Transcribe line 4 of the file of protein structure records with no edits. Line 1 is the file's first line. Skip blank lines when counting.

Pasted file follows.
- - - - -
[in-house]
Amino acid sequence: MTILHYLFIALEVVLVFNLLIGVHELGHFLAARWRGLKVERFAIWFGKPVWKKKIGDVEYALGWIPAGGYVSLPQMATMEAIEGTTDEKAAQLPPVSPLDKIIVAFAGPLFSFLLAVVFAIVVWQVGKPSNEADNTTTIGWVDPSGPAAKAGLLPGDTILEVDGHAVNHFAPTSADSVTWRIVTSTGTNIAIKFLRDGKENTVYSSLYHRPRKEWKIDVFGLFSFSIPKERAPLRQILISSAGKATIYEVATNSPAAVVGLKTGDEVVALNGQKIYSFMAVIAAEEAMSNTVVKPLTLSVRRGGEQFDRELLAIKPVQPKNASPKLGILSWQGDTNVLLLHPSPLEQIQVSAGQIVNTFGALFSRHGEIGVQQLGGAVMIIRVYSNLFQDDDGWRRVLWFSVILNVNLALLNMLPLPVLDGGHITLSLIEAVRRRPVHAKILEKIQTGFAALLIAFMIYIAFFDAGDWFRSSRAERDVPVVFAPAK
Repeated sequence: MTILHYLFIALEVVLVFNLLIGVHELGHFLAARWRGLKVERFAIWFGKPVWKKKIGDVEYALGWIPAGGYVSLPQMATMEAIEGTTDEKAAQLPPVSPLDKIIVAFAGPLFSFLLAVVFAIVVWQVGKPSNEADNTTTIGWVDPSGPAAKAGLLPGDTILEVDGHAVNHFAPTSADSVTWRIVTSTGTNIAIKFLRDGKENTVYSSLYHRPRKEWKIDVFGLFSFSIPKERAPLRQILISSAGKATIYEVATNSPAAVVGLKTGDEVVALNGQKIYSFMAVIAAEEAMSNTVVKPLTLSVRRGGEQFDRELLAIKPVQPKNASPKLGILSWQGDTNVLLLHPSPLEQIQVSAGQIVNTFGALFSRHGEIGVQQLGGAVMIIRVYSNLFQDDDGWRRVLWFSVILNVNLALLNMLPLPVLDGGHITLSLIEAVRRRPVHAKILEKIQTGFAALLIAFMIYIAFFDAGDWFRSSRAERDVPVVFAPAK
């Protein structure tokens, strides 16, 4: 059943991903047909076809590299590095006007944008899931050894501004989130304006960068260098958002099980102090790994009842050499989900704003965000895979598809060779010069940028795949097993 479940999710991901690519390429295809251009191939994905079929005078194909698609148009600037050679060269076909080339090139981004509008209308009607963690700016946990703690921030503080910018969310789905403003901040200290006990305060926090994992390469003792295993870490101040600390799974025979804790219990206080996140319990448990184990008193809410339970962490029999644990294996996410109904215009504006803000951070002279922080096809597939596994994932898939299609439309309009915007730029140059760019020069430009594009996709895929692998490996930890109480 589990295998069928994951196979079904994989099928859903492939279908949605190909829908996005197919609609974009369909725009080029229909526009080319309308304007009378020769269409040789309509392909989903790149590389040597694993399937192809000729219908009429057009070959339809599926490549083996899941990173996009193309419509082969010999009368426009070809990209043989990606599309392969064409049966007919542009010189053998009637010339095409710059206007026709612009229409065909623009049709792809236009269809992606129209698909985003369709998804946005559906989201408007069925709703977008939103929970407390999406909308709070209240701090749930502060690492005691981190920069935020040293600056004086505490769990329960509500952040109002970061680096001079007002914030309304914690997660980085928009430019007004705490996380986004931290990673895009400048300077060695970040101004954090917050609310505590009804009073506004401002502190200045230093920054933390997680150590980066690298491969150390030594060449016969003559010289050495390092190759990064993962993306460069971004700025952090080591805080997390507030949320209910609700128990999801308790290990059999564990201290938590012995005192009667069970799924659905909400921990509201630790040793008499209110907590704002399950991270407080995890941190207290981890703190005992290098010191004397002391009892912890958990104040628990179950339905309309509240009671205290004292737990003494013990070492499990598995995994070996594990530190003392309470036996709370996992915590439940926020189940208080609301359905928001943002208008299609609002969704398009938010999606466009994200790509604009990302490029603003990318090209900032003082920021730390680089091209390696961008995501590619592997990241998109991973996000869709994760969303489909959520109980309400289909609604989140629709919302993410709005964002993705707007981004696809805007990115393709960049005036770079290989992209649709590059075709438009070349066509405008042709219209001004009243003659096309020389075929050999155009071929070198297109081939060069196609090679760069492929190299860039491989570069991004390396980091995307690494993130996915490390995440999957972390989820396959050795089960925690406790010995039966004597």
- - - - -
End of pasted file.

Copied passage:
């Protein structure tokens, strides 16, 4: 059943991903047909076809590299590095006007944008899931050894501004989130304006960068260098958002099980102090790994009842050499989900704003965000895979598809060779010069940028795949097993 479940999710991901690519390429295809251009191939994905079929005078194909698609148009600037050679060269076909080339090139981004509008209308009607963690700016946990703690921030503080910018969310789905403003901040200290006990305060926090994992390469003792295993870490101040600390799974025979804790219990206080996140319990448990184990008193809410339970962490029999644990294996996410109904215009504006803000951070002279922080096809597939596994994932898939299609439309309009915007730029140059760019020069430009594009996709895929692998490996930890109480 589990295998069928994951196979079904994989099928859903492939279908949605190909829908996005197919609609974009369909725009080029229909526009080319309308304007009378020769269409040789309509392909989903790149590389040597694993399937192809000729219908009429057009070959339809599926490549083996899941990173996009193309419509082969010999009368426009070809990209043989990606599309392969064409049966007919542009010189053998009637010339095409710059206007026709612009229409065909623009049709792809236009269809992606129209698909985003369709998804946005559906989201408007069925709703977008939103929970407390999406909308709070209240701090749930502060690492005691981190920069935020040293600056004086505490769990329960509500952040109002970061680096001079007002914030309304914690997660980085928009430019007004705490996380986004931290990673895009400048300077060695970040101004954090917050609310505590009804009073506004401002502190200045230093920054933390997680150590980066690298491969150390030594060449016969003559010289050495390092190759990064993962993306460069971004700025952090080591805080997390507030949320209910609700128990999801308790290990059999564990201290938590012995005192009667069970799924659905909400921990509201630790040793008499209110907590704002399950991270407080995890941190207290981890703190005992290098010191004397002391009892912890958990104040628990179950339905309309509240009671205290004292737990003494013990070492499990598995995994070996594990530190003392309470036996709370996992915590439940926020189940208080609301359905928001943002208008299609609002969704398009938010999606466009994200790509604009990302490029603003990318090209900032003082920021730390680089091209390696961008995501590619592997990241998109991973996000869709994760969303489909959520109980309400289909609604989140629709919302993410709005964002993705707007981004696809805007990115393709960049005036770079290989992209649709590059075709438009070349066509405008042709219209001004009243003659096309020389075929050999155009071929070198297109081939060069196609090679760069492929190299860039491989570069991004390396980091995307690494993130996915490390995440999957972390989820396959050795089960925690406790010995039966004597």